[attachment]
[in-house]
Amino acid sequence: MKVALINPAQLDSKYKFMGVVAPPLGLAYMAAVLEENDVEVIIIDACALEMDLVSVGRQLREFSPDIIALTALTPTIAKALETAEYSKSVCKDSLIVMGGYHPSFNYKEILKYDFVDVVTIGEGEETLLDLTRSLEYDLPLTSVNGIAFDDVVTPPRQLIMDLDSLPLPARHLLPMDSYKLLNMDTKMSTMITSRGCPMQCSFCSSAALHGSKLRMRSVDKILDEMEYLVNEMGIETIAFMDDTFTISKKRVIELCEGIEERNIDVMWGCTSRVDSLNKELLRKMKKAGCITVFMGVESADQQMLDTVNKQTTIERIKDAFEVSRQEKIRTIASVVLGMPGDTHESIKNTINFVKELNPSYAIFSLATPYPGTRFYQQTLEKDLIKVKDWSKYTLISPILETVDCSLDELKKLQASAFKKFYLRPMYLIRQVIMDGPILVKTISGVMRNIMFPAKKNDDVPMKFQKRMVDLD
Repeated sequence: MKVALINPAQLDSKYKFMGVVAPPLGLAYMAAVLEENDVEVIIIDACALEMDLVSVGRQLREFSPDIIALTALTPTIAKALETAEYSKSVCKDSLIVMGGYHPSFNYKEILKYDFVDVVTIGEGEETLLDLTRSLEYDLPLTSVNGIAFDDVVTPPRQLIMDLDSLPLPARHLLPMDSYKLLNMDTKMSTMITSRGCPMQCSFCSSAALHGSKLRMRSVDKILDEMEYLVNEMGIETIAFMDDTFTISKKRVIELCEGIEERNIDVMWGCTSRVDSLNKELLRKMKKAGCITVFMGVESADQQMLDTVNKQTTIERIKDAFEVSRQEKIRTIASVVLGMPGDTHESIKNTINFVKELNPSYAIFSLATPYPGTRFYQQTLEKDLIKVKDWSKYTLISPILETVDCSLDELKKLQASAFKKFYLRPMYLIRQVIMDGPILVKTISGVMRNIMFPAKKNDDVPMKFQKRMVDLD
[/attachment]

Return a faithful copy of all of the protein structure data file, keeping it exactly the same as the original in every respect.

[in-house]
Amino acid sequence: MKVALINPAQLDSKYKFMGVVAPPLGLAYMAAVLEENDVEVIIIDACALEMDLVSVGRQLREFSPDIIALTALTPTIAKALETAEYSKSVCKDSLIVMGGYHPSFNYKEILKYDFVDVVTIGEGEETLLDLTRSLEYDLPLTSVNGIAFDDVVTPPRQLIMDLDSLPLPARHLLPMDSYKLLNMDTKMSTMITSRGCPMQCSFCSSAALHGSKLRMRSVDKILDEMEYLVNEMGIETIAFMDDTFTISKKRVIELCEGIEERNIDVMWGCTSRVDSLNKELLRKMKKAGCITVFMGVESADQQMLDTVNKQTTIERIKDAFEVSRQEKIRTIASVVLGMPGDTHESIKNTINFVKELNPSYAIFSLATPYPGTRFYQQTLEKDLIKVKDWSKYTLISPILETVDCSLDELKKLQASAFKKFYLRPMYLIRQVIMDGPILVKTISGVMRNIMFPAKKNDDVPMKFQKRMVDLD
Repeated sequence: MKVALINPAQLDSKYKFMGVVAPPLGLAYMAAVLEENDVEVIIIDACALEMDLVSVGRQLREFSPDIIALTALTPTIAKALETAEYSKSVCKDSLIVMGGYHPSFNYKEILKYDFVDVVTIGEGEETLLDLTRSLEYDLPLTSVNGIAFDDVVTPPRQLIMDLDSLPLPARHLLPMDSYKLLNMDTKMSTMITSRGCPMQCSFCSSAALHGSKLRMRSVDKILDEMEYLVNEMGIETIAFMDDTFTISKKRVIELCEGIEERNIDVMWGCTSRVDSLNKELLRKMKKAGCITVFMGVESADQQMLDTVNKQTTIERIKDAFEVSRQEKIRTIASVVLGMPGDTHESIKNTINFVKELNPSYAIFSLATPYPGTRFYQQTLEKDLIKVKDWSKYTLISPILETVDCSLDELKKLQASAFKKFYLRPMYLIRQVIMDGPILVKTISGVMRNIMFPAKKNDDVPMKFQKRMVDLD